Greek PM rejects two-state deal for Cyprus, says ending ‘Turkish occupation a priority’

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Greek Prime Minister, Kyriakos Mitsotakis, said on Monday that the long-established federal formula is the only way forward in Cyprus reunification talks.

“Ending Turkish occupation and finding a viable solution are a fundamental Greek foreign policy priority,” Mitsotakis said after a meeting with Cyprus President, Nicos Anastasiades, in Nicosia.

“The only viable solution is a bizonal, bicommunal federation with political equality.”

Turkish President, Recep Tayyip Erdogan, and Turkish Cypriot leader, Ersin Tatar, have in recent months called for a two-state solution on the ethnically-split island.

This image provided from Cyprus’ press and information office, Cyprus President Nicos Anastasiades, right, and Greece’s Prime minister Kyriakos Mitsotakis talk during a press conference after their meeting at the presidential palace in Nicosia, Cyprus. Photo: Stavros Ioannides, PIO via AP.

Mitsotakis said their position, which is in contravention of United Nations resolutions on Cyprus, is rejected by both the UN and the EU.

“A resumption of meaningful talks can only be understood within the existing framework,” he said.

Greece, Israel sign agreement on tourism during PM’s visit:

The Greek Prime Minister was busy on Monday, making a quick trip to Israel to meet with Israeli Prime Minister, Benjamin Netanyahu, just hours after his meeting with the Cypriot President.

During the meeting, the Greek and Israeli leaders signed an accord to ease travel restrictions to Greece for Israelis with proof of COVID-19 vaccination.

“We need to facilitate travellers once they provide easy proof of vaccination and this is what we intend to do with Israel,” Mitsotakis said at a live-streamed joint news conference after the signing.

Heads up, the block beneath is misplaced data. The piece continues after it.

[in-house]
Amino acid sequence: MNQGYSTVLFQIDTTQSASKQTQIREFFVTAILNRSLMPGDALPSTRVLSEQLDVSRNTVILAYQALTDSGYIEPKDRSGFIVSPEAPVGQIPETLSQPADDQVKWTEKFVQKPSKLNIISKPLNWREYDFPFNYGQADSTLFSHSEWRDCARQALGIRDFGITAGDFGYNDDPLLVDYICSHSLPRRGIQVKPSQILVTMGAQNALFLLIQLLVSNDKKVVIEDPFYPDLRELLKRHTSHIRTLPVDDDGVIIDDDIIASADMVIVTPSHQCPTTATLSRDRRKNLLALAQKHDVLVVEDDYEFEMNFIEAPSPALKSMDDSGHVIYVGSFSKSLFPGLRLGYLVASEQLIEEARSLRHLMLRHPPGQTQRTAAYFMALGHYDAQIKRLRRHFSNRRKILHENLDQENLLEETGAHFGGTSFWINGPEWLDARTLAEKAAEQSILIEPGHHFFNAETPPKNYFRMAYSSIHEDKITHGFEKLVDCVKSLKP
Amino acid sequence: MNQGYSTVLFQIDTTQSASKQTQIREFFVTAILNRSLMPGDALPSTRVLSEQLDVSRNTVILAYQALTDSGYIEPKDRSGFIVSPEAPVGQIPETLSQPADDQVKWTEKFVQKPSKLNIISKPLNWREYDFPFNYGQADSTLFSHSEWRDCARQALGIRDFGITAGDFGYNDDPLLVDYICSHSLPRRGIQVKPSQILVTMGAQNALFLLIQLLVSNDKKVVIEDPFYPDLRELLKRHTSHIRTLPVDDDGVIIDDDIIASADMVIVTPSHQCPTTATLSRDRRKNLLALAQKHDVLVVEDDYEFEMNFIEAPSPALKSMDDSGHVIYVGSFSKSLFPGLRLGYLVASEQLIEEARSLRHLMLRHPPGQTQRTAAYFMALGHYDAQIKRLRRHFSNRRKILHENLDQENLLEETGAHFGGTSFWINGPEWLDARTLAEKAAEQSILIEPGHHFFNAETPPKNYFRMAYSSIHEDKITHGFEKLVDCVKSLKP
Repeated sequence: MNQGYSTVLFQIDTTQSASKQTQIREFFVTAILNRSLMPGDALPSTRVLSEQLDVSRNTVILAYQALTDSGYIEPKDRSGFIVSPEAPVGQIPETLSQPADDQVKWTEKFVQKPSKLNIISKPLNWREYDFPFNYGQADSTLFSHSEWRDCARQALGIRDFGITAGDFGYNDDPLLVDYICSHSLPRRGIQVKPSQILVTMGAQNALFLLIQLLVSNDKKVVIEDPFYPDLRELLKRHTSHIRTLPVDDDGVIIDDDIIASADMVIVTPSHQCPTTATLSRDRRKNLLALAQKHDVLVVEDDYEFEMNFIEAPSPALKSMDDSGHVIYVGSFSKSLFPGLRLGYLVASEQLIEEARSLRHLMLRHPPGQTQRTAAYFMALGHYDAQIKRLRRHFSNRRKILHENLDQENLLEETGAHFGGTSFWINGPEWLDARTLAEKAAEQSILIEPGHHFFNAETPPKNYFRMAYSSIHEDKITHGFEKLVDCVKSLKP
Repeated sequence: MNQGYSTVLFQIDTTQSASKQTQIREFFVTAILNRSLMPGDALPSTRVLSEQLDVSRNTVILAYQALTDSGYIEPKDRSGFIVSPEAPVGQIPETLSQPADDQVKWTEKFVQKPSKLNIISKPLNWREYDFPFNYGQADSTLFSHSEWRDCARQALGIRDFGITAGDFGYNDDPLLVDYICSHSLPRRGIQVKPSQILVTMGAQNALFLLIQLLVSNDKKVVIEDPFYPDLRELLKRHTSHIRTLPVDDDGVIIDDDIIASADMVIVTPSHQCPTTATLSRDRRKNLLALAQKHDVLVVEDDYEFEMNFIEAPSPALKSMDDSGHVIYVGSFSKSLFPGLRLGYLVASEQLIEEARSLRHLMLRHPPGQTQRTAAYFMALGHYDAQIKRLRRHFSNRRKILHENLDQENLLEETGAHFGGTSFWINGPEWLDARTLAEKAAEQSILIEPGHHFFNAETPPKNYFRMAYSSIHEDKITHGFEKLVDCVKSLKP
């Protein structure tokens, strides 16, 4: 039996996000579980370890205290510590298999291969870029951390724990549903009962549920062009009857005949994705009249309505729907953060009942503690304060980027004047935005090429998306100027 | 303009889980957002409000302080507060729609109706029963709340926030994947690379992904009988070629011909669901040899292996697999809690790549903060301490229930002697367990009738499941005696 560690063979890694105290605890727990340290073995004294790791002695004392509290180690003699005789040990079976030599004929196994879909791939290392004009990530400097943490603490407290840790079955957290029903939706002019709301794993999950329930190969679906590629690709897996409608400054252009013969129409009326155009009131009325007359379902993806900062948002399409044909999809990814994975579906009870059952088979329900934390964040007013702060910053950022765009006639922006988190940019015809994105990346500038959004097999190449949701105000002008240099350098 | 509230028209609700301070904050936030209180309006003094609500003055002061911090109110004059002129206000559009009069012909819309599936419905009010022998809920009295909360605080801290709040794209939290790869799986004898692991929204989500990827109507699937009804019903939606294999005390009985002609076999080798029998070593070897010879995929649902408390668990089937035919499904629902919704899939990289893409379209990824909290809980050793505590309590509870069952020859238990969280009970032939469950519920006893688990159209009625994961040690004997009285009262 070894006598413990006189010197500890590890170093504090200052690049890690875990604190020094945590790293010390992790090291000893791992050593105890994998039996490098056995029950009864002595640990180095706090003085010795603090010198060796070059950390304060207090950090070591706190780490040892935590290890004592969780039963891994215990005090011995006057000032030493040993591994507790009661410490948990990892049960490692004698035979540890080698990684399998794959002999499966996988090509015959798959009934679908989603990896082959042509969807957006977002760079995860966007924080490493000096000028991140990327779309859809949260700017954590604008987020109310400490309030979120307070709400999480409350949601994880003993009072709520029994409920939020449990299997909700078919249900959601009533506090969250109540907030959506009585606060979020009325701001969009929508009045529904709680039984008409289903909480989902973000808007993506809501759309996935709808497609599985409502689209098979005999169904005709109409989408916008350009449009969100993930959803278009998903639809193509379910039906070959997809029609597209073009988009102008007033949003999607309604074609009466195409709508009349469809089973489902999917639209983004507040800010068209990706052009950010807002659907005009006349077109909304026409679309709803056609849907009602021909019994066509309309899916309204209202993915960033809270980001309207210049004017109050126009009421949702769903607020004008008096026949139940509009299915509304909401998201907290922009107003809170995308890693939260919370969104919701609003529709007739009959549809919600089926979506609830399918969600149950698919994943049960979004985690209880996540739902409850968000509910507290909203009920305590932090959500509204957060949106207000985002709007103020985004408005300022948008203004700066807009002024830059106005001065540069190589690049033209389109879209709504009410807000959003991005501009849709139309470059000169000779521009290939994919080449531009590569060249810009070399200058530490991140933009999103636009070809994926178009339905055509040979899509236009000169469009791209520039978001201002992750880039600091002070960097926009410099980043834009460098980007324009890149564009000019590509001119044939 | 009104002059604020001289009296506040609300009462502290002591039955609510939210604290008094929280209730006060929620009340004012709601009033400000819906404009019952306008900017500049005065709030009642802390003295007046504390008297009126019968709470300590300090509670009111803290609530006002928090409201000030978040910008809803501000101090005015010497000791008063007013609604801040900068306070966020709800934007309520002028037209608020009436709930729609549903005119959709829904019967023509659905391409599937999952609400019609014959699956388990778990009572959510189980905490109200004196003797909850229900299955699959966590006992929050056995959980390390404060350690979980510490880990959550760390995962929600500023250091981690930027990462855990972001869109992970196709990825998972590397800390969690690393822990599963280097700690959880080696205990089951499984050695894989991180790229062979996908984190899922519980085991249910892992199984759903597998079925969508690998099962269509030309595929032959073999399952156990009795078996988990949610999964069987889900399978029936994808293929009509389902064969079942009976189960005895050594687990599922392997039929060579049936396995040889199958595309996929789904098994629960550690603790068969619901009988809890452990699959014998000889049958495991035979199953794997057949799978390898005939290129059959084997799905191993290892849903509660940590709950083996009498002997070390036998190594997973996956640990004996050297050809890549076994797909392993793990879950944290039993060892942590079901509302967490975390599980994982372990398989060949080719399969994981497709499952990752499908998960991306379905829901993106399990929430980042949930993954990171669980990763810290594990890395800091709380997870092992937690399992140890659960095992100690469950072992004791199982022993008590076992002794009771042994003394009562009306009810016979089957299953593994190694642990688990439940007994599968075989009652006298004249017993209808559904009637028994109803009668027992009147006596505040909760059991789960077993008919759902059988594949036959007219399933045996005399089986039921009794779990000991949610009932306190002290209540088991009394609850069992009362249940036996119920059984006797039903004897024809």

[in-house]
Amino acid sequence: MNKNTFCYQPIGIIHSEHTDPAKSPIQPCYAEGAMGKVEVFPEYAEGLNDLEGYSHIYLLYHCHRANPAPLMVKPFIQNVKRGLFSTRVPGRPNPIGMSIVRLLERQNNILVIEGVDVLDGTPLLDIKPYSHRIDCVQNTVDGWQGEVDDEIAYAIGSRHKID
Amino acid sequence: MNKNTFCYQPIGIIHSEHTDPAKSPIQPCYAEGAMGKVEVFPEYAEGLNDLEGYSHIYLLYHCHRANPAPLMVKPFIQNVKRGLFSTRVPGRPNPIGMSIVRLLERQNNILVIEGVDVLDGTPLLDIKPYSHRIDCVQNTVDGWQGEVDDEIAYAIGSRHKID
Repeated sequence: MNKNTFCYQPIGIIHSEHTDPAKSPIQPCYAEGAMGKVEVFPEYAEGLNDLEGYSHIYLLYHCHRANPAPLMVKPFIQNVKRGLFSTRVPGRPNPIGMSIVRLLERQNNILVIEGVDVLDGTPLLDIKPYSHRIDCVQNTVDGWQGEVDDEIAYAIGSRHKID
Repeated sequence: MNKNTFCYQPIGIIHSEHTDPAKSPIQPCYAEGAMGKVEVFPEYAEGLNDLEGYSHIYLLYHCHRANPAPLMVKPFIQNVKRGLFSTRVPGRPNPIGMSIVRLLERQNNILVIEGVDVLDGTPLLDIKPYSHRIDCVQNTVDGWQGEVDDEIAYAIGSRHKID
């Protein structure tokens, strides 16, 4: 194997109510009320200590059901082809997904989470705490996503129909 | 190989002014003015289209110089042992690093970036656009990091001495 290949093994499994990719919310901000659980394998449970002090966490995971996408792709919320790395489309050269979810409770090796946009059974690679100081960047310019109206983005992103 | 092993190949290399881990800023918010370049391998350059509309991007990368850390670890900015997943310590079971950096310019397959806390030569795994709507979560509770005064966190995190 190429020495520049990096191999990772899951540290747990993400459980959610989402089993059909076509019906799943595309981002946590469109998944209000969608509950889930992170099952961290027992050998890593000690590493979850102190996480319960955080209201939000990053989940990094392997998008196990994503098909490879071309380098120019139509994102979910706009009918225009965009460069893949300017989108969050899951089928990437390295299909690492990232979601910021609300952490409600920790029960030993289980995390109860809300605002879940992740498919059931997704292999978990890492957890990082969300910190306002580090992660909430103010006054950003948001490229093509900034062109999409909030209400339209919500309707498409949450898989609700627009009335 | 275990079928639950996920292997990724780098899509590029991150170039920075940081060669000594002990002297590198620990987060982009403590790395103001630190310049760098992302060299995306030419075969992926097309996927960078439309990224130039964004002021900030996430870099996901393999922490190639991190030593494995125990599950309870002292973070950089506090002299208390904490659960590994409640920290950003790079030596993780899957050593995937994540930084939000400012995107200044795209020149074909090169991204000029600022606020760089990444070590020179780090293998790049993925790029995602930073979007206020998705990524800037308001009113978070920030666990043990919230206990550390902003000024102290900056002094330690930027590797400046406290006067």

Athens hopes this move will support its bid to use vaccination certificates to save its battered tourism sector. Tourism, which accounts for about a fifth of the Greek economy and employs one in five workers, collapsed last year as the pandemic gutted revenues to 4 billion euros from 18 billion in 2019.

Israel has been a world leader in vaccinations, with more than a third of its population receiving the Pfizer Inc-BioNTech shot.

Mitsotakis said Israel’s rapid vaccine campaign meant Monday’s agreement could point the way for similar accords with other countries later, allowing tourists to visit without additional restrictions.

“I expect what we will be doing with Israel to be a trial run for what we can do with other countries,” he said, adding that he expected a gradual suppression of COVID-19 in the months ahead to release considerable pent-up demand for travel.

On his side, Israeli Prime Minister Benjamin Netanyahu said that Mitsotakis “volunteered that Greece, their leading hospital, would partake in the clinical trials” for a new vaccine developed by Tel Aviv’s Ichilov Medical Center and that this would be “an example of our cooperation in forging ahead to new areas.”

The hospital said it had completed phase 1 trials of the jab which appears to have helped some moderate-to-serious cases of COVID-19 recover from the disease.

Source: Ekathimerini.

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